Senate New Hampshire

New Hampshire Republican Senate candidate Scott Brown waves to supporters on Election Day at his campaign headquarters in Manchester, N.H., on Tuesday, Nov. 4. Brown came up short in his try to unseat incumbent U.S. Sen. Jeanne Shaheen. (AP Photo/Elise Amendola)

Cynics will tell you that elections are meaningless. Nothing changes, no matter who wins.

But those cynics could not be more wrong, at least in the case of the recently concluded elections.

The elections on Nov. 4 immediately cured the Ebola epidemic supposedly ravishing our country and stopped ISIS terrorists dead in their tracks from crossing the Mexican border.

At least that is what you would have to conclude from the political rhetoric spewing out of Washington politicians both before and after the election.

Before the election, we were told by countless politicians that government inaction was allowing Ebola to spread like wildfire throughout the land, even though only a few people had caught it.

They also said terrorists - perhaps even terrorists carrying Ebola - were pouring in from the south.

One congressman even claimed that 1,000 ISIS fighters had been detained at the border, which came as news to the border patrol, which said the correct number was zero.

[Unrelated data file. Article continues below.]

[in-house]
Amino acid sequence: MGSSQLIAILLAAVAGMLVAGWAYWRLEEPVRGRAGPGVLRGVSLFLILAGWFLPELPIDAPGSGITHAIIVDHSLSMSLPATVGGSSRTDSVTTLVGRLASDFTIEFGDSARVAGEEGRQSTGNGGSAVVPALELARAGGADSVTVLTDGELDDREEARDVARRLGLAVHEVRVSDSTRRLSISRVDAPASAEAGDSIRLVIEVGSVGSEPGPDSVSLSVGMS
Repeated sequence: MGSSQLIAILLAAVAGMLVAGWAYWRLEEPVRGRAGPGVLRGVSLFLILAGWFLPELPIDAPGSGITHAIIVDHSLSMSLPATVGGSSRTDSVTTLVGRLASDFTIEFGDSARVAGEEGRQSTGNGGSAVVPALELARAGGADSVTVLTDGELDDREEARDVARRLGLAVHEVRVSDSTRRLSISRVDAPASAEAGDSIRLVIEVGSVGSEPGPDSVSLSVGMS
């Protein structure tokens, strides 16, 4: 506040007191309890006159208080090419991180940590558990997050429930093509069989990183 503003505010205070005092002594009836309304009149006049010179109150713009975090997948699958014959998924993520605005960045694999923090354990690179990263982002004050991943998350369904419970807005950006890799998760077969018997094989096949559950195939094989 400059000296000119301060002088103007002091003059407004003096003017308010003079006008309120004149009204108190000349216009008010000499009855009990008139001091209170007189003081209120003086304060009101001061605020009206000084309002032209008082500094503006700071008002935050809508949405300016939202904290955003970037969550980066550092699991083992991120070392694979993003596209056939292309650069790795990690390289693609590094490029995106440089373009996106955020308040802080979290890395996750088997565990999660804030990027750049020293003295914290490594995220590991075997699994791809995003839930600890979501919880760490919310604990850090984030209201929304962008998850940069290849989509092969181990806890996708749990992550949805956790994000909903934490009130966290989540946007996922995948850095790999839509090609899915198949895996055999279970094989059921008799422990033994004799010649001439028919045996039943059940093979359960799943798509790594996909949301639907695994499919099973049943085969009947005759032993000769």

Our own Scott Brown - well, he used to be ours before he moved to New Hampshire to run for the Senate - was a leader in trying to stir up panic.

"I think it's naive to think that people aren't going to be walking through here who have those types of diseases and/or other types of intent, criminal or terrorist. And yet we do nothing to secure our border," he said with a straight face.

His claims ignored the fact that the only people to bring Ebola into the United States came by airplane and went through customs and security. It also ignored the fact that billions have been spent on enhancing security on the Mexican border and more illegal immigrants have been caught and deported by the current administration than any administration in history.

Brown was far from alone in his tactics. One study found that 734 Ebola-scare political ads ran ran in just five days from Oct. 21 to Oct 25 alone.

Still, miraculously, at 8:01 p.m. on election night all the crazy talk ended.

Apparently all those political ads frightened the terrorists and the Ebola-infected away because the politicians have moved on to other issues.

The turn of events did not escape the attention of some of the more calm-headed Washingtonians.

"Some of my colleagues have been shameful in the way, frankly, they've manipulated this for purposes that I think we can all understand," Sen. Tom Carper, D-Delaware, told Bloomberg News.

"The way people have just been playing the scare tactics is just, I think, shameful."

JIM HAND covers politics for The Sun Chronicle. His commentaries appear in this space on Sundays. He can be reached at 508-236-0399, at and on Twitter @TSCPolitics.